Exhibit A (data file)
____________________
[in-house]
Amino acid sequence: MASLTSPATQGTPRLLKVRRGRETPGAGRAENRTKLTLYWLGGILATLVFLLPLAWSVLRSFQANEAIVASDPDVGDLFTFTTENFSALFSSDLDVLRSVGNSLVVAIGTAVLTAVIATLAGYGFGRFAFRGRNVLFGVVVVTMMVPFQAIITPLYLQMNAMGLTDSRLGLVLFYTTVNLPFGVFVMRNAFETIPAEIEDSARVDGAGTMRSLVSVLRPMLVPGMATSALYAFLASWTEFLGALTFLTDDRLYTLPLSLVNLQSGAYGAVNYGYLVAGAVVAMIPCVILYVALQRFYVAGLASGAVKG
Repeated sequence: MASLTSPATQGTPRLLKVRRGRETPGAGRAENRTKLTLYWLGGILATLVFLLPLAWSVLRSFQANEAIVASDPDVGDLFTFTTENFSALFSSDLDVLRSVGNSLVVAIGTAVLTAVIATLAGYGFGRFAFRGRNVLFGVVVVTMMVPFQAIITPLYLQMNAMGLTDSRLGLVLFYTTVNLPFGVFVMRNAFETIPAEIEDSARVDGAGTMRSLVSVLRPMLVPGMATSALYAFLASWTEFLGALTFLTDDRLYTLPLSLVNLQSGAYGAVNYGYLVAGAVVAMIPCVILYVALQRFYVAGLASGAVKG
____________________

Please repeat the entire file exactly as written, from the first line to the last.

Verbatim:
[in-house]
Amino acid sequence: MASLTSPATQGTPRLLKVRRGRETPGAGRAENRTKLTLYWLGGILATLVFLLPLAWSVLRSFQANEAIVASDPDVGDLFTFTTENFSALFSSDLDVLRSVGNSLVVAIGTAVLTAVIATLAGYGFGRFAFRGRNVLFGVVVVTMMVPFQAIITPLYLQMNAMGLTDSRLGLVLFYTTVNLPFGVFVMRNAFETIPAEIEDSARVDGAGTMRSLVSVLRPMLVPGMATSALYAFLASWTEFLGALTFLTDDRLYTLPLSLVNLQSGAYGAVNYGYLVAGAVVAMIPCVILYVALQRFYVAGLASGAVKG
Repeated sequence: MASLTSPATQGTPRLLKVRRGRETPGAGRAENRTKLTLYWLGGILATLVFLLPLAWSVLRSFQANEAIVASDPDVGDLFTFTTENFSALFSSDLDVLRSVGNSLVVAIGTAVLTAVIATLAGYGFGRFAFRGRNVLFGVVVVTMMVPFQAIITPLYLQMNAMGLTDSRLGLVLFYTTVNLPFGVFVMRNAFETIPAEIEDSARVDGAGTMRSLVSVLRPMLVPGMATSALYAFLASWTEFLGALTFLTDDRLYTLPLSLVNLQSGAYGAVNYGYLVAGAVVAMIPCVILYVALQRFYVAGLASGAVKG